How does a luxury brand become a “cult classic”? Answering such a simple question seems at first, to deliver an expectedly straightforward response. Maybe it’s a simple design ethos that’s impenetrable to trend culture, maybe it’s the creation of a limited piece, exclusively reserved for celebrities or those in the know? Achieving cult status means making a significant impact within culture and fashion; doubling down on who you are and what you value, but most importantly how you realise said values in the world. And yet, when showing up today, luxury fashion can’t shake its obsession with the past.

Luxury loves history. “Heritage” continues to play a huge role in how luxury brands operate. It remains a safe space, in both design inspiration and personal history, during moments of scandal (see Balenciaga’s post-BDSM controversy). The fashion industry now has a tried and tested (read boring) formula that happens every time a new designer takes over: wiping the social channels clean, PR announcement, the introduction of a new logo design. We already know that there’s nothing new under the sun, and yet, brands such as Burberry, are managing to reclaim the concept of heritage by refocusing the brand’s expression of a new British sensibility.

Having already applied the standard new tenure formula to announce Daniel Lee’s arrival, the British heritage house took to the streets of London during Fashion Week to reinvent their modern luxury narrative and reclaim the throne of British style. Brought to life in new and innovative ways - that might feel more streetwear than luxury fashion - Burberry announced a series of immersive experiences, installations and events set to unfold across the city - each showcasing the brand’s signatures, such as seasonal check in knight blue, rose print, and the newly redefined Equestrian Knight design - paying tribute to the brand’s archive - that are Lee’s signature brand motifs. As noted by AnOther Magazine, "Lee's arrival at Burberry signifies at once "an exercise in shifting and rebranding" and a return to the origins for a label that since its foundation in 1856, has become synonymous with Britishness in all its cultural incarnations."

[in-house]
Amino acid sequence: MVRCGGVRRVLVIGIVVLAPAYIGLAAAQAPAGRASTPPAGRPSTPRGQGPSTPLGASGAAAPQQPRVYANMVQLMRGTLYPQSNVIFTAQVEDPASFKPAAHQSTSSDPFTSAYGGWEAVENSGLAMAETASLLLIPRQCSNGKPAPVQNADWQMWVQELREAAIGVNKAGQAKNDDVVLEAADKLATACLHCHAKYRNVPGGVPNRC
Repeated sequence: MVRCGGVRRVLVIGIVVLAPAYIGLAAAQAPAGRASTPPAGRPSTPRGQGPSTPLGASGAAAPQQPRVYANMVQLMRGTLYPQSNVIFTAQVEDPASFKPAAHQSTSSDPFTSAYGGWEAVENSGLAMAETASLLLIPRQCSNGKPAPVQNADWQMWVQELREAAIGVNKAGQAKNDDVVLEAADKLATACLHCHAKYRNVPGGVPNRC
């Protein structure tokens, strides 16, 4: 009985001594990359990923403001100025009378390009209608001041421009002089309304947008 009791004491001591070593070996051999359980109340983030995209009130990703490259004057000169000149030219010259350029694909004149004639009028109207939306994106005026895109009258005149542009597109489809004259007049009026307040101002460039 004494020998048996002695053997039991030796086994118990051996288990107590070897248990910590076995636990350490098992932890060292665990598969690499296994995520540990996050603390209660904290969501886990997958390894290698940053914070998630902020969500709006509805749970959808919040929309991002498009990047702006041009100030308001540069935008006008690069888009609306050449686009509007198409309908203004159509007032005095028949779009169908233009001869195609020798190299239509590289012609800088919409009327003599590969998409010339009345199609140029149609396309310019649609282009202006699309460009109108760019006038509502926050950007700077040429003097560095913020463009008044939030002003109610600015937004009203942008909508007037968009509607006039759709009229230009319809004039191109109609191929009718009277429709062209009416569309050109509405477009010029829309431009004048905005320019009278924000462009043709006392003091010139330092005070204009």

In pursuit to drive this further, the brand has taken over icons of British culture, including the Bond Street Underground tube stop, aptly renamed “Burberry Street” and launched a takeover of Norman’s, the North London café renowned for its British cuisine. The activation coincides with the highly anticipated launch of Winter 2023, Daniel Lee’s first collection for the brand – now available both in store and online, alongside a redesign of its e-commerce website, marking a new era and creative vision for Burberry.

“Burberry flies the flag for Britishness and for the UK and for culture. So, we have to use our platforms because we have a responsibility to communicate those things,” Lee told Vogue Runway in December. "I don’t know if this is the right way to say this, but more than surprising people, I really would like them to see the new vision and feel reassured — like, ‘Oh, yeah, this makes sense: This is what Burberry should be.’”

The LFW show continued the next-gen Britishness streak, taking over London’s Highbury Fields with a giant tent adorned in the new check print. Cult classics came thick and fast down the runway. Trenches and scarves galore, all served up with a healthy dose of British wit and September drizzle, acutely demonstrating Lee's continued ambition to re-define modern Britishness for a global luxury audience. This is Lee's Burberry London, we're just living in it.

So, what does it really mean to create a “cult classic?” Ultimately, it’s about understanding the past and pushing the limits of possibility forwards. Cult classics are founded in heritage, inspired by today’s culture, and perhaps allusion to the ambitious energy of tomorrow.